NABOKV-L post 0019422, Tue, 16 Feb 2010 14:38:50 -0200

[NABOKOV-L] Casual Nab-sighting related to Bunny-Volodya on
"amphisbaenic rhyme"
VN Sighting at Holy Grail ( art, words, October 28th, 2009 ) on amphisbaenic rhyme ( The term derives from the Greek word amphisbaina, 'a monster with a head at each end'. It denotes a backward rhyme. For example: liar/rail. A rare poetical device.)

"I'm not sure if my use of it (leer/real, leap/peel, rake/care, rate/tear) counts, as the backwardsness is phonetic and not orthographic. Apparently the poet/scholar Lewis Turco (Turko Files?!) would classify these pairs as amphisbaenic, so I think I'm in the clear. So does this random website, which says the writer/critic Edmund Wilson (friend of Fitzgerald & Nabokov) used it, too. Said random website mentions Nabokov, but I can't tell if they're saying he used backward rhyme or not. He'd probably enjoy wordplay like this, though."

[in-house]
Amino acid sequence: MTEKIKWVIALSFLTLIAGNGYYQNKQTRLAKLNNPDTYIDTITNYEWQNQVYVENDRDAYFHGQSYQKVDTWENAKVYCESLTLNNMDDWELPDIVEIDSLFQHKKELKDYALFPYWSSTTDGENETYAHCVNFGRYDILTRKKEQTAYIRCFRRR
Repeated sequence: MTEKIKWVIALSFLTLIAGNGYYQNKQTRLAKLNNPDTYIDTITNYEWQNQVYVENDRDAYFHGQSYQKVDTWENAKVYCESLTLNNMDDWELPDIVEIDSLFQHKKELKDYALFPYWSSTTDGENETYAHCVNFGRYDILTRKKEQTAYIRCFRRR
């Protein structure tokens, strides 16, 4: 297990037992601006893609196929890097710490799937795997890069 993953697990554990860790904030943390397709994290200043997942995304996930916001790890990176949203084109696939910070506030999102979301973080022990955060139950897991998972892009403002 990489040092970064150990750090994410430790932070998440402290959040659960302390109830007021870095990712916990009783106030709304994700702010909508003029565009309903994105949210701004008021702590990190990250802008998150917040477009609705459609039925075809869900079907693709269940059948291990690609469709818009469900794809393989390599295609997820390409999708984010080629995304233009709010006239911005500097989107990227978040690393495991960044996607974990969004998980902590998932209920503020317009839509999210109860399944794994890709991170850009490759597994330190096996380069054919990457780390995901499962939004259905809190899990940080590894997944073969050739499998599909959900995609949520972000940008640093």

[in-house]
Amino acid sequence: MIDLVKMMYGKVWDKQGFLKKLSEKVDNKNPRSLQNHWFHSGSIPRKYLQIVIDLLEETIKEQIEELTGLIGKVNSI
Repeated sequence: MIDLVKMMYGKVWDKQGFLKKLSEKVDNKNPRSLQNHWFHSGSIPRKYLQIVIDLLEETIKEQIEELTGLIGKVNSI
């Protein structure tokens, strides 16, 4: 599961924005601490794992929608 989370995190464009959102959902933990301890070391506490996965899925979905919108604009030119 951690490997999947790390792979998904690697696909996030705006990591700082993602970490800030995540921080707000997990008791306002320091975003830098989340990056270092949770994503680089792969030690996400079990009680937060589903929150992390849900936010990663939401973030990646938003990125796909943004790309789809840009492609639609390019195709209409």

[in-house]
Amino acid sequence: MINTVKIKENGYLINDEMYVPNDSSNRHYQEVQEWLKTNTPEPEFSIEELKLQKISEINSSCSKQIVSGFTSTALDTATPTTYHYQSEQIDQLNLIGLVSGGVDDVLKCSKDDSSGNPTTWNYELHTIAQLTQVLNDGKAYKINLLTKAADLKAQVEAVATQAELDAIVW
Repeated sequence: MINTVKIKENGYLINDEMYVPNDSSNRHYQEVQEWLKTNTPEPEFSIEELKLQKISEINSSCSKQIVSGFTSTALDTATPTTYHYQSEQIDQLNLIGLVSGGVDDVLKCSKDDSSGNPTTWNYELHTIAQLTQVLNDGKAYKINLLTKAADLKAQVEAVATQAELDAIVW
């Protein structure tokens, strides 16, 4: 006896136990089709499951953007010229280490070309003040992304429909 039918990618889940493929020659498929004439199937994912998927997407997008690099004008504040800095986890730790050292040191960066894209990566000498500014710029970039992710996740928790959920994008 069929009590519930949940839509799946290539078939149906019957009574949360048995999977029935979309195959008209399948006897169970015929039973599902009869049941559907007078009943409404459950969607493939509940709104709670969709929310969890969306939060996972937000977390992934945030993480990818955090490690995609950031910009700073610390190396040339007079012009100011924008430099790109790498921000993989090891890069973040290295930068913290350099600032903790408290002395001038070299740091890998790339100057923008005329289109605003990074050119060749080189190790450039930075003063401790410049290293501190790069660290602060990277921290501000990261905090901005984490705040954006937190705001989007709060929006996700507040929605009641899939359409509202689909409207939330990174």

btw: V To EW on first reading Wilson's amphisbaenic poem: " At first my brain was somewhat numbed by your somnambulistic numbers, Edmund". A few exchanges later, with VN playing with T.S Eliot/toilest and some of the Kinbote/Hazel variants, dear Bunny himself felt numbed by Volodya.
google-note: AMPHISBAENIC RHYME: A poetic structure invented by Edmund Wilson Wilson in which final words in strategic lines do not rhyme in the traditional sense, but rather reverse their order of consonants and vowels to appear backwards. For example, Wilson writes:

But tonight I come lone and belated--
Foreseeing in every detail,
And resolved for a day to sidestep
My friends and their guests and their pets.

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